Trending: β€˜pragmatic’

Lookups spiked 2,700% on June 16, 2021

Why are people looking up pragmatic?

The Geneva meeting between President Biden and President Vladimir Putin was the focus of much international interest and attention on June 16, 2021. The event itself was short and low-key, with a focus on conventional diplomacy and policy discussions without drama or fireworks.

Putin himself used the word pragmatic to describe the meeting.

"Pragmatic" Biden-Putin summit agrees to resume arms talks, return envoys
β€” (headline), AMNY (, 16 June 2021

What does pragmatic mean?

Pragmatic is defined as:

: relating to matters of fact or practical affairs often to the exclusion of intellectual or artistic matters : practical as opposed to idealistic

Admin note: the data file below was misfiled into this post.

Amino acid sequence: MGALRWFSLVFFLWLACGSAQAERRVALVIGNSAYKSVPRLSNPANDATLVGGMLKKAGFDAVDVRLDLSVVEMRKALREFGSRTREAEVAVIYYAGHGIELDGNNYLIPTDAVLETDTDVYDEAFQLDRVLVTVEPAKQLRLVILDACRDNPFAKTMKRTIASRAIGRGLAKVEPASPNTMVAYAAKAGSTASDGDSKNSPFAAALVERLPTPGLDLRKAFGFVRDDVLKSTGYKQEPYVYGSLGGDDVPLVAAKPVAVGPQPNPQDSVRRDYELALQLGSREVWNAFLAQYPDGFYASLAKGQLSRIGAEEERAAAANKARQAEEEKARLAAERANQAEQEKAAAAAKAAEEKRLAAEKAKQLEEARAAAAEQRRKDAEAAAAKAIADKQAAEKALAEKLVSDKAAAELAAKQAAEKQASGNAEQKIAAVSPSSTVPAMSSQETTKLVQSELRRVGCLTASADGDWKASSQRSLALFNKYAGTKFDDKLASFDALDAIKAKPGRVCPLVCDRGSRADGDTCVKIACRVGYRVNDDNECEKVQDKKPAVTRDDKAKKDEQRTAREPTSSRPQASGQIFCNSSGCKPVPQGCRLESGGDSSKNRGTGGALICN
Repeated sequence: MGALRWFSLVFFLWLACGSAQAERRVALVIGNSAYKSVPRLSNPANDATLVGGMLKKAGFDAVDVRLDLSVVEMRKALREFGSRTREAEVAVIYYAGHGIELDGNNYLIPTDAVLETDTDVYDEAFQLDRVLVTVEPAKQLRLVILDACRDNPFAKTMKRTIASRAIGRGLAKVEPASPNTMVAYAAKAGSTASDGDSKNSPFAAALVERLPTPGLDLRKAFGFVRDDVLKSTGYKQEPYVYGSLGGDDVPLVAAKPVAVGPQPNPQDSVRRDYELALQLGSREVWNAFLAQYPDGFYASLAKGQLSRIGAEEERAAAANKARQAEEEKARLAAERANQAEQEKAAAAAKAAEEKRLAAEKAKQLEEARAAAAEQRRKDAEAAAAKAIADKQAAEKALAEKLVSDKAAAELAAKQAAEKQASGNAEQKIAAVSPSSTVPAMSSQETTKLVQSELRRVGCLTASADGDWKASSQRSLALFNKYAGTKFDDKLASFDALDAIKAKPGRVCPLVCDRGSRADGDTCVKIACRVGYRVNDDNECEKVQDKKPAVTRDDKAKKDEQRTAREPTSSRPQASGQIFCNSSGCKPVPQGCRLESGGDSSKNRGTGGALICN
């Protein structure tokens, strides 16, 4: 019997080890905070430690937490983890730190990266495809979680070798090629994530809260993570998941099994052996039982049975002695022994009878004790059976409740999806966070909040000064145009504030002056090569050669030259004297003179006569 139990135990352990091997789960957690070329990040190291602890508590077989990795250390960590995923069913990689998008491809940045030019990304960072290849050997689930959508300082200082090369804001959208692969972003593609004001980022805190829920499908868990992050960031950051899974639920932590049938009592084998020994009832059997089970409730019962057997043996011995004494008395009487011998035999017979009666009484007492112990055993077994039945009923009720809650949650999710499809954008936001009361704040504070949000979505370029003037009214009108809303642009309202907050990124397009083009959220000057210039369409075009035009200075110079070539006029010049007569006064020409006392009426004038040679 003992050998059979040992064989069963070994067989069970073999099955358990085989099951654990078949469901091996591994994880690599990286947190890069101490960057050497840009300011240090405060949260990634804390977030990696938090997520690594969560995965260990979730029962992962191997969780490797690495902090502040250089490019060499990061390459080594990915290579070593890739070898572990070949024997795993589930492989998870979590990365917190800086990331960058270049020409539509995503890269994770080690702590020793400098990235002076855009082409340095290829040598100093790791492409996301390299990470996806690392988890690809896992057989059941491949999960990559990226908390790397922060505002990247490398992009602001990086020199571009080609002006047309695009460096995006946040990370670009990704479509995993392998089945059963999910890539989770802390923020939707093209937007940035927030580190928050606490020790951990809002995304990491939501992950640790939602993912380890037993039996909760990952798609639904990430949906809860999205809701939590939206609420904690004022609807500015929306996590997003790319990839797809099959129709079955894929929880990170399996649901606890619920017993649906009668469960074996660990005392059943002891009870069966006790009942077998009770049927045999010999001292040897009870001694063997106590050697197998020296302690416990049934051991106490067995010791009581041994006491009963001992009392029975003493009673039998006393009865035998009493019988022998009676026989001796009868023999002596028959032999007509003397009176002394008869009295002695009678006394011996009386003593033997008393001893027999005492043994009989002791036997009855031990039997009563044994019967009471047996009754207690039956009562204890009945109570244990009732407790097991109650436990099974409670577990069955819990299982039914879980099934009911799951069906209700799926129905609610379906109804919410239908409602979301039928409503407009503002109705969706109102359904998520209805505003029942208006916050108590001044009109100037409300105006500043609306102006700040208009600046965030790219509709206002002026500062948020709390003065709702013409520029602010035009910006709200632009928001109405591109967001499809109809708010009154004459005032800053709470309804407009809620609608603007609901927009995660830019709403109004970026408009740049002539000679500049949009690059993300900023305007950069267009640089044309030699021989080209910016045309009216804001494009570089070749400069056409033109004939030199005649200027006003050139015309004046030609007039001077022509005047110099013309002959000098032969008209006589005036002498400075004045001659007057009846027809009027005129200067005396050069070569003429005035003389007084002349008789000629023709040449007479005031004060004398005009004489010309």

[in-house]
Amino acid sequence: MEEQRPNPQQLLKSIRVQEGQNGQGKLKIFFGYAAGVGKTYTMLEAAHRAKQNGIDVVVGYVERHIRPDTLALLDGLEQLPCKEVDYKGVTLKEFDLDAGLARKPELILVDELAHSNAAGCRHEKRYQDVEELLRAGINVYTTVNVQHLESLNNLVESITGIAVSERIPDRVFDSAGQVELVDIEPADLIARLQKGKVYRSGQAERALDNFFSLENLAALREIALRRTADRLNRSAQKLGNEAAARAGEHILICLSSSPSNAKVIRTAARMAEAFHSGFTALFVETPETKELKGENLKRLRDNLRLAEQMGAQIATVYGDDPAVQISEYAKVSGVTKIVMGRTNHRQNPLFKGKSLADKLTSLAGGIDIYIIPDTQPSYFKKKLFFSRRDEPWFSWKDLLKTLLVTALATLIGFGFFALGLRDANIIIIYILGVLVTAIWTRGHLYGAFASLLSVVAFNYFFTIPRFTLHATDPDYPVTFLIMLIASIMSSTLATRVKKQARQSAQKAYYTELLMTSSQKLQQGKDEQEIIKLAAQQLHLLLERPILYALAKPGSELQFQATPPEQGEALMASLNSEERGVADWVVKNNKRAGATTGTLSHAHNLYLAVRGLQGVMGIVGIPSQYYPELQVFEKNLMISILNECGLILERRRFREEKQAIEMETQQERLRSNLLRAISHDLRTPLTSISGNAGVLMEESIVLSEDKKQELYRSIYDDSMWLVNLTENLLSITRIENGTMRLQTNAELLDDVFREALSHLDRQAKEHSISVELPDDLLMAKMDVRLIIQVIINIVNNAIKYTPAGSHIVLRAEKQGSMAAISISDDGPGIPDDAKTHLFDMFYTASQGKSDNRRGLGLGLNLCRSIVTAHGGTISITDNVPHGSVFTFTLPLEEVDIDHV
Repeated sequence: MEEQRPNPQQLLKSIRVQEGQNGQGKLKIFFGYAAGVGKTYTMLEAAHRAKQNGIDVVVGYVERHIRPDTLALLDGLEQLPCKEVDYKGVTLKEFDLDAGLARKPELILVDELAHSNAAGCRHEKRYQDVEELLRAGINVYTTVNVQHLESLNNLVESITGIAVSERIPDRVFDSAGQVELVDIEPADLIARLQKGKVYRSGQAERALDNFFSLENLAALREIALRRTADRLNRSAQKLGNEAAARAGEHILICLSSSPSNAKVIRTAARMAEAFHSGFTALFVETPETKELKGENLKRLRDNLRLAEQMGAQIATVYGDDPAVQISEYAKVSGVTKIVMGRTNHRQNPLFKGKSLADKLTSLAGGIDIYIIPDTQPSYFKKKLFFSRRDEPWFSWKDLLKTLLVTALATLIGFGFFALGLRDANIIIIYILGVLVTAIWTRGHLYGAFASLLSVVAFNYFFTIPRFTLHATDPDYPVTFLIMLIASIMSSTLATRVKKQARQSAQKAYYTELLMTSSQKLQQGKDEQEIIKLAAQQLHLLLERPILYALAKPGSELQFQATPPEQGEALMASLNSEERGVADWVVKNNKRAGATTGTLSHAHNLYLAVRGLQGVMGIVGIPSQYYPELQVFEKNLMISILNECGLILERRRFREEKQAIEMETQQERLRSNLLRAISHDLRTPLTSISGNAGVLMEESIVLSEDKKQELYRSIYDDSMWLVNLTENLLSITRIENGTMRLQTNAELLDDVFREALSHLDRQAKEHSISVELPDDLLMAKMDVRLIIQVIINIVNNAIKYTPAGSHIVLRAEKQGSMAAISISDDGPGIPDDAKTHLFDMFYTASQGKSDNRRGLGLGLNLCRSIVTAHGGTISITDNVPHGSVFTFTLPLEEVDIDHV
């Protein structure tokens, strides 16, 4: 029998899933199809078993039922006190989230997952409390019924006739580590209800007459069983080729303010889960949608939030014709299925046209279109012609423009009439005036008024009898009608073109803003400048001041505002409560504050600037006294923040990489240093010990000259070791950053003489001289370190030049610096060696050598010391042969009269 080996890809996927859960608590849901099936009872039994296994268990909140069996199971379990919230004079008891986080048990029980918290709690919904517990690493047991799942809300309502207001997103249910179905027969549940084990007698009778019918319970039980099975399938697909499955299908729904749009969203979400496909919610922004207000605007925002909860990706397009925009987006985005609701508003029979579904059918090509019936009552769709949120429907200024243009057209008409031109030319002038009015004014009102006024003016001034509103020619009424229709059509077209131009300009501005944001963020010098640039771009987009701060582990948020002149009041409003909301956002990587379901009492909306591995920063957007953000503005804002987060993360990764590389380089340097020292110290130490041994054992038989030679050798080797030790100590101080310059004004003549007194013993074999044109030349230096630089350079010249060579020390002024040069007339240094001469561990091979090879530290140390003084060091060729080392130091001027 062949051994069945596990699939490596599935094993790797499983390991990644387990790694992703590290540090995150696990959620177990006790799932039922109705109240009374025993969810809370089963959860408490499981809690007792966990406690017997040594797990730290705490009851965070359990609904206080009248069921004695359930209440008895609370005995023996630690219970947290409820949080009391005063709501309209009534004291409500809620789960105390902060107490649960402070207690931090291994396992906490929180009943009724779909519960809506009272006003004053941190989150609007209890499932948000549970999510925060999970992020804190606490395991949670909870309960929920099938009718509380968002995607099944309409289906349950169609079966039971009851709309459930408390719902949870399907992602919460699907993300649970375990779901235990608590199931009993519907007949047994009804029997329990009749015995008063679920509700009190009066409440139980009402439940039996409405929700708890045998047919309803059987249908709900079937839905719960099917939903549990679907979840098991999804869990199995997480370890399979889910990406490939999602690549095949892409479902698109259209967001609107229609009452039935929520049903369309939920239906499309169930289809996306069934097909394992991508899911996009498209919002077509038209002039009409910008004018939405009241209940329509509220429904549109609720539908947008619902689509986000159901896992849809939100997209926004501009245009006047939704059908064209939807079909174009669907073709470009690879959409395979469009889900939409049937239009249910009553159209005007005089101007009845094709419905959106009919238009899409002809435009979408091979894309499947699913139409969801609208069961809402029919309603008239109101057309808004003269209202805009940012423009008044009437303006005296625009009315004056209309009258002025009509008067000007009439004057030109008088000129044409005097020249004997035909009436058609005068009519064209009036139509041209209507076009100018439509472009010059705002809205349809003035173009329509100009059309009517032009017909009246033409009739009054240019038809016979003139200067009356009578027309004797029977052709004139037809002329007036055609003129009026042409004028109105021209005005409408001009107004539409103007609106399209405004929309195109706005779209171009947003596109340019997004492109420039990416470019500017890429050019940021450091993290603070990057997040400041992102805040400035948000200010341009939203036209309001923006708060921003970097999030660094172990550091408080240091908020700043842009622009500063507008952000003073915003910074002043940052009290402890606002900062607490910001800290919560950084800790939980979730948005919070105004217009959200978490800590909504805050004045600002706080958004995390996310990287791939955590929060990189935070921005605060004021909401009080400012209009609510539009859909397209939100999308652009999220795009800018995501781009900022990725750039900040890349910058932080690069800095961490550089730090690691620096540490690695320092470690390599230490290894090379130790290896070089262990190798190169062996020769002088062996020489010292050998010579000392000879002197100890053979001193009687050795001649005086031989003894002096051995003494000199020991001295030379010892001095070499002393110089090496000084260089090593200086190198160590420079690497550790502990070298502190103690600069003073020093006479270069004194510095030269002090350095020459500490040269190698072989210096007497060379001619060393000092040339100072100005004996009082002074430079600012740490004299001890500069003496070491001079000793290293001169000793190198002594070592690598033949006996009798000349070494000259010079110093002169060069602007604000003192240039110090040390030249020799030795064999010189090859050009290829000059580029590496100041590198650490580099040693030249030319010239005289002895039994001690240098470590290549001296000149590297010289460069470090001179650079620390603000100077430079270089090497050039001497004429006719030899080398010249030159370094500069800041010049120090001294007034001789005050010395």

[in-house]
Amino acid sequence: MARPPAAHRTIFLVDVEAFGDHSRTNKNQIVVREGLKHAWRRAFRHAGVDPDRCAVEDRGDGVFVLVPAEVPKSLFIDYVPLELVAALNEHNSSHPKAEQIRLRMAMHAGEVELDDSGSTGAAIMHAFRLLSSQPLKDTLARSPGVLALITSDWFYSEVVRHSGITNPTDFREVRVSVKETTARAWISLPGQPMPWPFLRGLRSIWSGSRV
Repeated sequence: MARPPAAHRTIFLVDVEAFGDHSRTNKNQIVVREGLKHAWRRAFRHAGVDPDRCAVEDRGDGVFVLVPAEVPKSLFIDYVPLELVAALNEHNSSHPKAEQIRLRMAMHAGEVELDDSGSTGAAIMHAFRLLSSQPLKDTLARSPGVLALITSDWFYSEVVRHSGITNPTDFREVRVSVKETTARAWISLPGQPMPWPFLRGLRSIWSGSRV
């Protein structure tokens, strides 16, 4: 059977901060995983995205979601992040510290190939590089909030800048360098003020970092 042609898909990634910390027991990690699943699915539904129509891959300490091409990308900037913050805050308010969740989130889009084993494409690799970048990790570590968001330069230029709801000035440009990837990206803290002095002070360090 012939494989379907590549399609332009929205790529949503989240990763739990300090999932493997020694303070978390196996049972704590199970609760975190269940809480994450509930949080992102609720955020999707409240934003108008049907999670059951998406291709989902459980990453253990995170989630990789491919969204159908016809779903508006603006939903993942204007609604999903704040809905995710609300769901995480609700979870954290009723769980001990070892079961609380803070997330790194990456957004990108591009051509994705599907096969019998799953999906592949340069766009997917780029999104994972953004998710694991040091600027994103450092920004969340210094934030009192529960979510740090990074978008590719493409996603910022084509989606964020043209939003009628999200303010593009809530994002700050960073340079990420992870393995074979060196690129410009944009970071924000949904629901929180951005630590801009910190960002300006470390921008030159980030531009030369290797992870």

Where does pragmatic come from?

Pragmatic came to English from the French word pragmatique, itself derived from the Latin word pragmaticus, meaning "skilled in law or business." The ultimate Greek root, pragmatikos, comes from the word meaning "deed," or "affair."

What is notable about this use of pragmatic?

Pragmatic was initially used in English in the phrase pragmatic sanction, denoting a kind of official, governmental, or royal decree (and pragmatic meaning something closer to "official" than "practical").

It then came to mean "meddlesome" or "conceited," both uses now obsolete in English, but Noah Webster's 1828 definition gives a good description of this use:

impertinently busy or officious in the concerns of others, without leave or invitation

Our modern use of pragmatic as a synonym of "practical" is surprisingly modern, dating back only to the mid-1800s.

Trend Watch is a data-driven report on words people are looking up at much higher search rates than normal. While most trends can be traced back to the news or popular culture, our focus is on the lookup data rather than the events themselves.

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